UPDATED December 11th, 2012
UPDATE August 9th, 2013….Jackson County Attorney Frank Baker Marianna Fl Charged with Conspiracy and Bank Fraud, Jackson County Attorney Frank Baker Had tried to Stop Exhumation of Bodies at the Dozier School for Boys. see https://pibillwarner.wordpress.com/2013/08/09/attorney-frank-baker-marianna-fl-charged-with-conspiracy-and-bank-fraud-baker-had-tried-to-stop-exhumation-of-bodies-at-the-dozier-school-for-boys/
TROY TIDWELL ‘ONE ARMED MAN’ TORTURED BOYS AT DOZIER SCHOOL.
TAMPA TRIBUNE 12/11/2012….”We’ve always known the day would come when this type of information would come out,” said Bryant E. Middleton, who was sent to Dozier in 1959. “And to me, it’s going to provide some closure, it’s going to provide some emotional relief, and a lot of satisfaction knowing there is a good chance now that state employees who perpetrated these crimes against these children may be held accountable.”
Jerry Cooper, sent to the reform school in 1961, also praised the USF investigation. “We have been on the right purpose here all along, and that’s why we’re not going to stop,” Cooper said. “We want to know what happened to these kids.” Children were originally committed to the school for serious criminal offenses, but state law was later amended to include those convicted of minor incidents such as truancy.
Middleton and Cooper are among the so-called “White House Boys,” a group of men who claim they were lashed unmercifully with a leather strap in a cottage known on the campus as the “White House” in the 1950s and ’60s. Cooper said he barely survived a 135-lash beating in the White House. Inmates also told of rape, isolation, hog-tying and other atrocities. Some said they saw boys led away, never to return. And they remembered a graveyard, eventually grown-over and containing 31 unmarked crosses made of pipe.
MARIANNA — The Florida State Reform School — more dungeon than deliverance for much of its 108-year history — has kept chilling secrets hidden behind red-brick walls and a razor wire fence amid the gently rolling hills of rural North Florida. Established by state lawmakers in 1897 as a high-minded experiment where ”young offenders, separated from the vicious, may receive careful, physical, intellectual and moral training,” the reformatory instead became a Dickensian nightmare. Three years after the facility opened, kids were found chained in irons. A 1914 fire took six young lives while guards ”were in town upon some pleasure bent,” records say.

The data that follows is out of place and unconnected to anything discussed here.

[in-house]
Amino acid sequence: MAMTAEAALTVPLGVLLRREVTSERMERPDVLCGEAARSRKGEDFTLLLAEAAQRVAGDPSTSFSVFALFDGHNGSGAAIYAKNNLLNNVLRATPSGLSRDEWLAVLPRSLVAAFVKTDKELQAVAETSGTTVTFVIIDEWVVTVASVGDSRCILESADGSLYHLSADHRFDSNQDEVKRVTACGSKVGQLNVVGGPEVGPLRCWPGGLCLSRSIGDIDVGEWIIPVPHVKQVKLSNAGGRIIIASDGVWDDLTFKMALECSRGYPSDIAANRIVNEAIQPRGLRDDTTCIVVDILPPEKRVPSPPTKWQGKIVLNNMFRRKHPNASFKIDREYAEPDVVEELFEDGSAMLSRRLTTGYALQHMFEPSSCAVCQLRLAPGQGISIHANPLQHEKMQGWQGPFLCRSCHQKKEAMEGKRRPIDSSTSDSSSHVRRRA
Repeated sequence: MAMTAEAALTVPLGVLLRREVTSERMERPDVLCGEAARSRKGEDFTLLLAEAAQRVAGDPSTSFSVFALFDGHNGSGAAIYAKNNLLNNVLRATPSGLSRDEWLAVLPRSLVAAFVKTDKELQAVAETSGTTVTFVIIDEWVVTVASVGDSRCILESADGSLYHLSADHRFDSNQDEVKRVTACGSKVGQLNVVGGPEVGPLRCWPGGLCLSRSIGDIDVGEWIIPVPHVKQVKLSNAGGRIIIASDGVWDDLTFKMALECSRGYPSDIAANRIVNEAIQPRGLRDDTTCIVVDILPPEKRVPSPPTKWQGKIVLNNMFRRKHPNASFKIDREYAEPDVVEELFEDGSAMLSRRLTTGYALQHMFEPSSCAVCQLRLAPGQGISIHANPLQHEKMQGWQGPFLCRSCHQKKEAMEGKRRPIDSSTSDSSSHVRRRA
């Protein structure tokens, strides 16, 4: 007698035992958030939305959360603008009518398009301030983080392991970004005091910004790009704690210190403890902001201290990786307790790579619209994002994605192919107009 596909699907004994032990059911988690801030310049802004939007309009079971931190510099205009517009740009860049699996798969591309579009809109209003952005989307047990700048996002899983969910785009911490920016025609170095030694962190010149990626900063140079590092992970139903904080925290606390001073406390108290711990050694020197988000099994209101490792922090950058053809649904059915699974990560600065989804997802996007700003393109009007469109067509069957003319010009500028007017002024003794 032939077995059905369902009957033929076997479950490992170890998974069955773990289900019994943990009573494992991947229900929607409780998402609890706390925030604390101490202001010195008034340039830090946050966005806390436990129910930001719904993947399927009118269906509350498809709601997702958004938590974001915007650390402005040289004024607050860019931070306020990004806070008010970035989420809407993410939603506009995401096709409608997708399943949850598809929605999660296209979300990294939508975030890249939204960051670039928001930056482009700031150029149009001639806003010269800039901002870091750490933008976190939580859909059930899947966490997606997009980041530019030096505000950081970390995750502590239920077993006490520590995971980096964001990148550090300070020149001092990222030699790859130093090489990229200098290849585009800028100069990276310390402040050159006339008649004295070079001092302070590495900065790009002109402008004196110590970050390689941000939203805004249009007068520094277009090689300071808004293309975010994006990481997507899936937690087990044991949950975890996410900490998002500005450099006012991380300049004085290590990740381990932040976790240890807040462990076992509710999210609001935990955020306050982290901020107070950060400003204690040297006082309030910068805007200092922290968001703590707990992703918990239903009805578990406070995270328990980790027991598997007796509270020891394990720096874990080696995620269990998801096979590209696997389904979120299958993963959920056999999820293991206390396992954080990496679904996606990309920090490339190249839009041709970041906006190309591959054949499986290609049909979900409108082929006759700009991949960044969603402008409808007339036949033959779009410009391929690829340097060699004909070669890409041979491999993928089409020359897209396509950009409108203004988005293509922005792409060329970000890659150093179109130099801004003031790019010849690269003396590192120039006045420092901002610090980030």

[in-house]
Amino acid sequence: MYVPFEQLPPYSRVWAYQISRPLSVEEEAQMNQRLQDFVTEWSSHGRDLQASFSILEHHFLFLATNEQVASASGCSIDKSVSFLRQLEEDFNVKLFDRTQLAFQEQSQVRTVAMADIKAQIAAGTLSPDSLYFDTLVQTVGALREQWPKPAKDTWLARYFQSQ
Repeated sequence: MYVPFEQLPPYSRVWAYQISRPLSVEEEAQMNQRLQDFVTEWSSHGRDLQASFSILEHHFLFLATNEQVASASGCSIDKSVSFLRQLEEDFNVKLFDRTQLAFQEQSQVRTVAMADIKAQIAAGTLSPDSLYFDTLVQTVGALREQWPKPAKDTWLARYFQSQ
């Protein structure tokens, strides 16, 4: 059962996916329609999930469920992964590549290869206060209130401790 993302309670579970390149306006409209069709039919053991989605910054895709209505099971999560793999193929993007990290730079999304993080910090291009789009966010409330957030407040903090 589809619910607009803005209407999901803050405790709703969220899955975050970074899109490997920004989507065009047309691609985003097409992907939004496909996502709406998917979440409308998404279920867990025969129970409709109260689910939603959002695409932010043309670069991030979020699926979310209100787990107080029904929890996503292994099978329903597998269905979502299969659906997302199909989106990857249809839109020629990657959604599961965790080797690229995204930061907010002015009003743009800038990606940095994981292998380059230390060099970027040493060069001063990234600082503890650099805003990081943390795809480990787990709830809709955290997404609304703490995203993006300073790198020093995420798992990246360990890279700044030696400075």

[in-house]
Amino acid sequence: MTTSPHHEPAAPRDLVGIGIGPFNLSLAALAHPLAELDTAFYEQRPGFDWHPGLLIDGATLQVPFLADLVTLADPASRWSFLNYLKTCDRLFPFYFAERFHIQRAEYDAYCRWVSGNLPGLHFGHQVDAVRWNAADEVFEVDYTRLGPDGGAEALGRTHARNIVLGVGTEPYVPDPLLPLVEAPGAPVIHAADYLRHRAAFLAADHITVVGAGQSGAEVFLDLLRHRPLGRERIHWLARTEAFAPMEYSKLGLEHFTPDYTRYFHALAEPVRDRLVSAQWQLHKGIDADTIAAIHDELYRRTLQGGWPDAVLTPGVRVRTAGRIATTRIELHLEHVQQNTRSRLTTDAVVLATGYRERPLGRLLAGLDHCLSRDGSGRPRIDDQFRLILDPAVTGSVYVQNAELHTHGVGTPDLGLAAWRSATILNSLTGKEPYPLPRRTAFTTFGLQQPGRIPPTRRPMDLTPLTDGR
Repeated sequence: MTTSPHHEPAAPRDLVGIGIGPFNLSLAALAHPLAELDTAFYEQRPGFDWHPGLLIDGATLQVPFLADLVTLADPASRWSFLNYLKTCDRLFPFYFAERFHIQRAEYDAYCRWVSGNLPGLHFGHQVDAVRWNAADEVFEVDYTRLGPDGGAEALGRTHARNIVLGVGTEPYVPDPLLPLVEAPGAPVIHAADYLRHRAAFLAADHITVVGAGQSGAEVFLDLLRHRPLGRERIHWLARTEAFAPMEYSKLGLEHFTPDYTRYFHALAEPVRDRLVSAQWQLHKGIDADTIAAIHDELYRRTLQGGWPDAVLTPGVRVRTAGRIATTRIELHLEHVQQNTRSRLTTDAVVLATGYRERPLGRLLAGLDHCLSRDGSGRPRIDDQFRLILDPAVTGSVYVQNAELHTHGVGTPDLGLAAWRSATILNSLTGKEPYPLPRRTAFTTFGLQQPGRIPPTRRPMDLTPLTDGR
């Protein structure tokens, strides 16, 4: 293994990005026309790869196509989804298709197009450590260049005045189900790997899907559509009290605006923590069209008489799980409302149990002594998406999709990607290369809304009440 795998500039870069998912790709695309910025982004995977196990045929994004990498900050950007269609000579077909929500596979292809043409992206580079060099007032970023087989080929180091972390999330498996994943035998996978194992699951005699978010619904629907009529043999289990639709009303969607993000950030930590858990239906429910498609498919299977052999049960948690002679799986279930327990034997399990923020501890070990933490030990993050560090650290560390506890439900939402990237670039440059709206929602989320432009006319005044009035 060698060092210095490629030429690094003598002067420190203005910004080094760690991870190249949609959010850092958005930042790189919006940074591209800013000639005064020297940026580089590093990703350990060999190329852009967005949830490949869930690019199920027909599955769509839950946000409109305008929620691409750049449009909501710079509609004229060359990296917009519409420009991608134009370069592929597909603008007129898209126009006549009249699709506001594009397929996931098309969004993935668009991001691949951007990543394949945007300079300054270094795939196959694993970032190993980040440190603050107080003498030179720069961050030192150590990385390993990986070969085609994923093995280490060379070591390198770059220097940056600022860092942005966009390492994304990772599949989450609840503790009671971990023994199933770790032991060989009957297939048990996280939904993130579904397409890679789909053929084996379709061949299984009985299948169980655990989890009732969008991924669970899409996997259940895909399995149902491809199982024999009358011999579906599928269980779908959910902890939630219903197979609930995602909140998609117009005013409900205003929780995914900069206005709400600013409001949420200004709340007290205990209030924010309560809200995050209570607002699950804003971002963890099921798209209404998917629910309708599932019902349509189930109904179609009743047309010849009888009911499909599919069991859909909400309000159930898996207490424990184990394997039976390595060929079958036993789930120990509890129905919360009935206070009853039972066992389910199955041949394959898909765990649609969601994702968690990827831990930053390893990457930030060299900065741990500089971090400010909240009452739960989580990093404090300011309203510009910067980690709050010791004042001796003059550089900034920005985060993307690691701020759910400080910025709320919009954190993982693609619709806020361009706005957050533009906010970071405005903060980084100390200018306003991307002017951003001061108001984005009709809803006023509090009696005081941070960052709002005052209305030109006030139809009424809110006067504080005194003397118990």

And in the 1980s, advocates sued to stop the state from shackling and hogtying children there. The instrument of his torment was a long leather strap — like the kind used in old-fashioned barber shops, except that part of it was made of sheet metal. ”If I had them people in front of me, I’d have to ask them if they realize how many lives they destroyed,” Robert Straley, 64, a Clearwater said. “They beat you. They put the rage in you.”
‘When you inflict that much pain and brutality on a child, they’re traumatized for life,” he said. “Period.” Troy Tidwell Jr (the one armed man), 84, a retired supervisor still in Marianna, acknowledges that children were disciplined at The White House, though he denied any of the inmates were injured. For decades, the Marianna reform school was a powerful symbol of the force Florida would bring to bear against youngsters who broke the law — or simply refused to conform. Records show that runaways, truants and ”incorrigibles” often found themselves locked within the same walls as car thieves and assailants, boys who if they ‘disappeared’ no one would go looking for them.
In a building just across from the White House was a place the boys referred to as the rape room. Robert Straley, 62, of Clearwater FL, was 13 and about 105 pounds when he was sent there. He remembered being waked one night and accused of smoking. “I was on the entertainment list for the night. That’s what it was,” Straley said. He remembers a man with an iron grip (one armed man) grabbing his arm. “They were monsters. Oh, my God, the things they did,” Straley said. “When these men had me down, you weren’t going to turn into Bruce Lee, you only had one option, and that was you could scream all you wanted.” Dick Colon remembers trying not to scream. He was told by guards that if he made a peep, the beating would last longer. Guards would force him to lie on a bed.